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Publication numberUS4294649 A
Publication typeGrant
Application numberUS 06/091,361
Publication dateOct 13, 1981
Filing dateNov 5, 1979
Priority dateNov 5, 1979
Publication number06091361, 091361, US 4294649 A, US 4294649A, US-A-4294649, US4294649 A, US4294649A
InventorsAlbert J. Sarka
Original AssigneeSarka Albert J
Export CitationBiBTeX, EndNote, RefMan
External Links: USPTO, USPTO Assignment, Espacenet
Method of making die plates
US 4294649 A
Abstract
The disclosure relates to a method of making a pair of die plates having raised lands which cooperate to cut or crease material pressed between them. A line drawing of the desired pattern of cuts and creases is converted to coded information which is fed to the memory of an automatic machine tool. The automatic machine tool then produces a master image of the pattern of cuts and creases by selectively removing an opaque layer from a light transmitting substrate. The width of the lines on the master image are controlled according to whether cuts or creases are to be made, the height of the lands to be formed and the chemical properties of the material of which the die plates are to be formed. The master image is used to control chemical etching of the die plates, and thereafter the automatic machine tool, controlled by the same coded information, forms the desired profile for the lands. In addition, special machining is performed where cutting lands intersect each other.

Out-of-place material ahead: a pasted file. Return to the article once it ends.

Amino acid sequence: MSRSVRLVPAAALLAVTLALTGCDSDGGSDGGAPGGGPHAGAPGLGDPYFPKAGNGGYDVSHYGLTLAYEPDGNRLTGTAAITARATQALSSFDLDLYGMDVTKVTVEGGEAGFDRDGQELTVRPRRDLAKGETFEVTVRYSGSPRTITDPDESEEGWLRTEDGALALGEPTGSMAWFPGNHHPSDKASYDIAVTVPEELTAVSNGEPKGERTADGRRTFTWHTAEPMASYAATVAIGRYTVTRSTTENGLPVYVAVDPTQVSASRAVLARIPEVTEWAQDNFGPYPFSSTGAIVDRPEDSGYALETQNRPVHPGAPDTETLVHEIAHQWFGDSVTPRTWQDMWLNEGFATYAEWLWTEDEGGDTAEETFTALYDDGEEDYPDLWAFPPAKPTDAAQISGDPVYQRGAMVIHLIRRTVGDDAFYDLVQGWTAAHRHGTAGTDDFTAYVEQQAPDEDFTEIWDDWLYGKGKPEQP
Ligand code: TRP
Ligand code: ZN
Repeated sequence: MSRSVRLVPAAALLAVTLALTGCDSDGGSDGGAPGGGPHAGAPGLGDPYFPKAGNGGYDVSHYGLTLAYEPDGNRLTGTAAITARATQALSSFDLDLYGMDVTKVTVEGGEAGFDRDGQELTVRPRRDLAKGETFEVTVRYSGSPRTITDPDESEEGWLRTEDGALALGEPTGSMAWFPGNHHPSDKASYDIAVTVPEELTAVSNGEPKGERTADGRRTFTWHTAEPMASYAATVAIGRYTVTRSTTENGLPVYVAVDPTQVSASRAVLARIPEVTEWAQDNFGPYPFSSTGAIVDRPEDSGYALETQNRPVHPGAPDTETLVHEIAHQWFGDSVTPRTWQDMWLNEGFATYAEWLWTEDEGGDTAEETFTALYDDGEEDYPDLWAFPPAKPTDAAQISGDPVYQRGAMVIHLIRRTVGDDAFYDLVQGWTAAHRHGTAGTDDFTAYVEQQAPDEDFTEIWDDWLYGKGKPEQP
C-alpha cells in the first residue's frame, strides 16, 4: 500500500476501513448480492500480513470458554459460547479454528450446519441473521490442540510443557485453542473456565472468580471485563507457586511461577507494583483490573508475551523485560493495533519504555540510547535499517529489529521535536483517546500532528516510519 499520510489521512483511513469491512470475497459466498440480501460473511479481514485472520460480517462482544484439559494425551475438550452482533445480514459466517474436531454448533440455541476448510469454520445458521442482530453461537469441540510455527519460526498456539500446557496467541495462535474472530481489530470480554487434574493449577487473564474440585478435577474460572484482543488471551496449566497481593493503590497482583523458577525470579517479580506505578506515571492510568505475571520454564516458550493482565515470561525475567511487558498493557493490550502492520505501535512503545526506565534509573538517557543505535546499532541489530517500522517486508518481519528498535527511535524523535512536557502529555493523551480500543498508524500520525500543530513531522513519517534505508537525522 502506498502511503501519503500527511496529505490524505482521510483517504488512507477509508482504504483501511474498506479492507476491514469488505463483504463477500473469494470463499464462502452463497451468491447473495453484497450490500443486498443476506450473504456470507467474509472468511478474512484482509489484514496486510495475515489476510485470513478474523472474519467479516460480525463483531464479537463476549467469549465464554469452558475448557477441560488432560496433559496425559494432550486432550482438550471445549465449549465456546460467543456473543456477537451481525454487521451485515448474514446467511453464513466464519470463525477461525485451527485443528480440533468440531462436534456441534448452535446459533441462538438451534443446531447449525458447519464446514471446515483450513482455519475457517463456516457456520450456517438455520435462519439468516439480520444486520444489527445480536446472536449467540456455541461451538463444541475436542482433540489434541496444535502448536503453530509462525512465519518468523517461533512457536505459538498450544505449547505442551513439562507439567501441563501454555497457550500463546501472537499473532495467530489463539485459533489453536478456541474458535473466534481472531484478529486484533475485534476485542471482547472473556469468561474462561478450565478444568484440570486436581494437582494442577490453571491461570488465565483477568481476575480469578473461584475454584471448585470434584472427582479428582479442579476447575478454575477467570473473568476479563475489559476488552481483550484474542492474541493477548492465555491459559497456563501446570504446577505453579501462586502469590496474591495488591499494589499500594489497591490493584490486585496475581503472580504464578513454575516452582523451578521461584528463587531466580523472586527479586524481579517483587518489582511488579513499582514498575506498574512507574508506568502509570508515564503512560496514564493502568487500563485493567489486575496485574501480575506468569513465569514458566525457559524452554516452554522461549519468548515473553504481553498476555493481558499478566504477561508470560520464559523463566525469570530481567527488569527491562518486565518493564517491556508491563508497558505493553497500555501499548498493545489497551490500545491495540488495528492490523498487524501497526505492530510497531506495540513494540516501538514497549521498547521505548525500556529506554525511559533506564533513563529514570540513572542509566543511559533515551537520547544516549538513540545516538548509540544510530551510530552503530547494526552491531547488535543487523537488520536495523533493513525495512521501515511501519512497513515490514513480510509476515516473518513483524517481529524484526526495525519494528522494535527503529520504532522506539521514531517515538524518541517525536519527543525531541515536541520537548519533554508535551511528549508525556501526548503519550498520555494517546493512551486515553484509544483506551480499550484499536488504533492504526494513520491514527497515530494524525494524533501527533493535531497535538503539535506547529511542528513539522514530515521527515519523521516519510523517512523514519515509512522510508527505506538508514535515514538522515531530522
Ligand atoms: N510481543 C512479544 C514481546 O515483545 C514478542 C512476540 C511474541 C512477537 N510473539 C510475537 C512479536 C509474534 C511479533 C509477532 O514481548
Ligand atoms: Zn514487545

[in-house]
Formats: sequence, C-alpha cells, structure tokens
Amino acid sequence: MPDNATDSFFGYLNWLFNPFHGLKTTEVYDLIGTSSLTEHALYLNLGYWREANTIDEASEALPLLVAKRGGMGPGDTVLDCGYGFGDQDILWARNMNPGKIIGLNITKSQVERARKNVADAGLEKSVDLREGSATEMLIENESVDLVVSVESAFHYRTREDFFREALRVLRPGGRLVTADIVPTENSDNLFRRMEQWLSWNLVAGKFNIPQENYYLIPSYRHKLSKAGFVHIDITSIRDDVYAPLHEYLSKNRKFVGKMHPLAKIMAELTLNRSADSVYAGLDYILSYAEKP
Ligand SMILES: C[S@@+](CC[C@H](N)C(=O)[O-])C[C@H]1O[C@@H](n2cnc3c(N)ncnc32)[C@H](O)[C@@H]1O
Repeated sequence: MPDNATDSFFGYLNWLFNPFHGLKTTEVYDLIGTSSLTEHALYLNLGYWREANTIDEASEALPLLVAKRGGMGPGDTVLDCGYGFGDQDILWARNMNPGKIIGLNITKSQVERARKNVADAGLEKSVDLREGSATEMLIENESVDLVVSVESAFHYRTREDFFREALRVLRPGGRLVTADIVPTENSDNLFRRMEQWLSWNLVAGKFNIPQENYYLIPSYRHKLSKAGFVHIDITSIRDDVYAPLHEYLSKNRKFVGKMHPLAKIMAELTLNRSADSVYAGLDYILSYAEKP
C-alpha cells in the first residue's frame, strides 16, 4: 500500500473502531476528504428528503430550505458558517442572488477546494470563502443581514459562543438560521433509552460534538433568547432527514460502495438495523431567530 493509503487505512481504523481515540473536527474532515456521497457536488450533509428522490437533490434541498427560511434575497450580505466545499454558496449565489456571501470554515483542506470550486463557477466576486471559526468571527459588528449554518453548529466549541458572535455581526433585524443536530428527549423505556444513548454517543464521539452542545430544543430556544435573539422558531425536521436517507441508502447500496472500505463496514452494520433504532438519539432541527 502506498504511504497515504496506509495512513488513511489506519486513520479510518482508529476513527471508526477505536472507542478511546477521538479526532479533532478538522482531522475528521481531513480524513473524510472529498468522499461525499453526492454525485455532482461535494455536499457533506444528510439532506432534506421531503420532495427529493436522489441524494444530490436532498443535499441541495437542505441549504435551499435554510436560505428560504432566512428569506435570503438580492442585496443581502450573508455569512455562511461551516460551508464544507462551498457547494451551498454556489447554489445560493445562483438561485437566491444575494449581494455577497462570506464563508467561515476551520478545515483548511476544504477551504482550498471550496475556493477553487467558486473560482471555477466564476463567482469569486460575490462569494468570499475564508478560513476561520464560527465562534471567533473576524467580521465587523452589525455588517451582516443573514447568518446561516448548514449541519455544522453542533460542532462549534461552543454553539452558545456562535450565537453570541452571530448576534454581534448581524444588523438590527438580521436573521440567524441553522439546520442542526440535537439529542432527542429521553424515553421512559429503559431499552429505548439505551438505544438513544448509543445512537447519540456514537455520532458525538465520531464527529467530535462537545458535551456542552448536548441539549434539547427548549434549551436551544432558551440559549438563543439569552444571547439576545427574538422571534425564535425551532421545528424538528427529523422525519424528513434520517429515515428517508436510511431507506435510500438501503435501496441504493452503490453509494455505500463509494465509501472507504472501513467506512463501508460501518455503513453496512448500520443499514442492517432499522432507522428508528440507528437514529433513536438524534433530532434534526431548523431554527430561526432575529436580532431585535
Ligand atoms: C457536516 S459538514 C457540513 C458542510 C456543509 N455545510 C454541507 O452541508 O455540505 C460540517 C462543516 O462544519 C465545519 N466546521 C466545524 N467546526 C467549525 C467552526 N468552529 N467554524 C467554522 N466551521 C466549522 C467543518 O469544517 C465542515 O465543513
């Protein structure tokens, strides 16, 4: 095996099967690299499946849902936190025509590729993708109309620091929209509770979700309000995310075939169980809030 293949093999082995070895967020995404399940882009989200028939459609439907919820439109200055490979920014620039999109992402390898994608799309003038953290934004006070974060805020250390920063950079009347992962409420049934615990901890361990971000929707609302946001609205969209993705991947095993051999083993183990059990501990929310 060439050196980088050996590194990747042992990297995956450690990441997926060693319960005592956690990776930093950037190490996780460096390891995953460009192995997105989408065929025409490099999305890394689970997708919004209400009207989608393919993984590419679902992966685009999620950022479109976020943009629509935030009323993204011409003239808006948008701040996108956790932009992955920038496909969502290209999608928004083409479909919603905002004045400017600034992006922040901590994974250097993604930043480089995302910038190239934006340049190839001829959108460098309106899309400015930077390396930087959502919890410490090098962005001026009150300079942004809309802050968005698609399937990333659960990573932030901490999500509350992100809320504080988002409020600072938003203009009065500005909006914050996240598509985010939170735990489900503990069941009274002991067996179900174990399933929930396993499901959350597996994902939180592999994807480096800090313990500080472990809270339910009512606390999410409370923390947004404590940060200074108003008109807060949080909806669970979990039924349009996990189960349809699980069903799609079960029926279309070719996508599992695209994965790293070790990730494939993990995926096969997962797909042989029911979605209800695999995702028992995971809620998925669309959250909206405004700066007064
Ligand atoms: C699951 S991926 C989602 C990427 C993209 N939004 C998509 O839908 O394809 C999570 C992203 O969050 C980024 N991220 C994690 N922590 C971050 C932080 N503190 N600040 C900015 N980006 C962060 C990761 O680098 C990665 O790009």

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Claims(7)
What is claimed is:
1. A method of forming accurately located lands on an opposing pair of die plates, the lands cooperating to cut material pressed between the die plates in regions where the lands on one die plate are positioned in a predetermined relationship with the lands on the opposite die plate, said method comprising the steps of forming a master image having lines representing the lands to be formed on both die plates, the lines in said master image having a width exceeding by a predetermined amount a desired width of the cooperating lands on the die plates, utilizing the master image to directly control exposure of a resist on the surface of the two die plates, chemical etching of the surface of the two die plates until raised portions configured the same as the lines of said master image are formed on each die plate, and thereafter selectively removing material from at least one side of the raised portions on each plate until the lands of each plate are formed.